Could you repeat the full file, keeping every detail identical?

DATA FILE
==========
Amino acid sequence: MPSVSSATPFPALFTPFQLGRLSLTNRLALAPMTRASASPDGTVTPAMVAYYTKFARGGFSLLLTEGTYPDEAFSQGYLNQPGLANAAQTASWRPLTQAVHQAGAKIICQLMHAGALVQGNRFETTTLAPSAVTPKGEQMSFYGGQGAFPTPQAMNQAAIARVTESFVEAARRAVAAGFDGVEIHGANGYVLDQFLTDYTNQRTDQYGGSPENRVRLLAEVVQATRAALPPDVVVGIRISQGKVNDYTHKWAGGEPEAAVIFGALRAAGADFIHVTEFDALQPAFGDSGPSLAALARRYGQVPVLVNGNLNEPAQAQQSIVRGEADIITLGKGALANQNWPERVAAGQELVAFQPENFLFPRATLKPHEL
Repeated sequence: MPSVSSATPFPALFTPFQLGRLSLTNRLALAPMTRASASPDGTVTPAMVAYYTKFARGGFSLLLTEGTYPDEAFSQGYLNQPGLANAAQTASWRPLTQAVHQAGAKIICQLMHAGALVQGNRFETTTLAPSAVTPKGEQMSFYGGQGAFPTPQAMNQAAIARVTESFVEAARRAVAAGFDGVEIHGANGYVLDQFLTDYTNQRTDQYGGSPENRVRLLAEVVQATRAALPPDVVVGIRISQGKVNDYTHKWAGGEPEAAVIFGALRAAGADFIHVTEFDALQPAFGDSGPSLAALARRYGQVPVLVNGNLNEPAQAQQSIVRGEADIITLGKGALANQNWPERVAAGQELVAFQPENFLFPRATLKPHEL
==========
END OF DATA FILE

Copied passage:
Amino acid sequence: MPSVSSATPFPALFTPFQLGRLSLTNRLALAPMTRASASPDGTVTPAMVAYYTKFARGGFSLLLTEGTYPDEAFSQGYLNQPGLANAAQTASWRPLTQAVHQAGAKIICQLMHAGALVQGNRFETTTLAPSAVTPKGEQMSFYGGQGAFPTPQAMNQAAIARVTESFVEAARRAVAAGFDGVEIHGANGYVLDQFLTDYTNQRTDQYGGSPENRVRLLAEVVQATRAALPPDVVVGIRISQGKVNDYTHKWAGGEPEAAVIFGALRAAGADFIHVTEFDALQPAFGDSGPSLAALARRYGQVPVLVNGNLNEPAQAQQSIVRGEADIITLGKGALANQNWPERVAAGQELVAFQPENFLFPRATLKPHEL
Repeated sequence: MPSVSSATPFPALFTPFQLGRLSLTNRLALAPMTRASASPDGTVTPAMVAYYTKFARGGFSLLLTEGTYPDEAFSQGYLNQPGLANAAQTASWRPLTQAVHQAGAKIICQLMHAGALVQGNRFETTTLAPSAVTPKGEQMSFYGGQGAFPTPQAMNQAAIARVTESFVEAARRAVAAGFDGVEIHGANGYVLDQFLTDYTNQRTDQYGGSPENRVRLLAEVVQATRAALPPDVVVGIRISQGKVNDYTHKWAGGEPEAAVIFGALRAAGADFIHVTEFDALQPAFGDSGPSLAALARRYGQVPVLVNGNLNEPAQAQQSIVRGEADIITLGKGALANQNWPERVAAGQELVAFQPENFLFPRATLKPHEL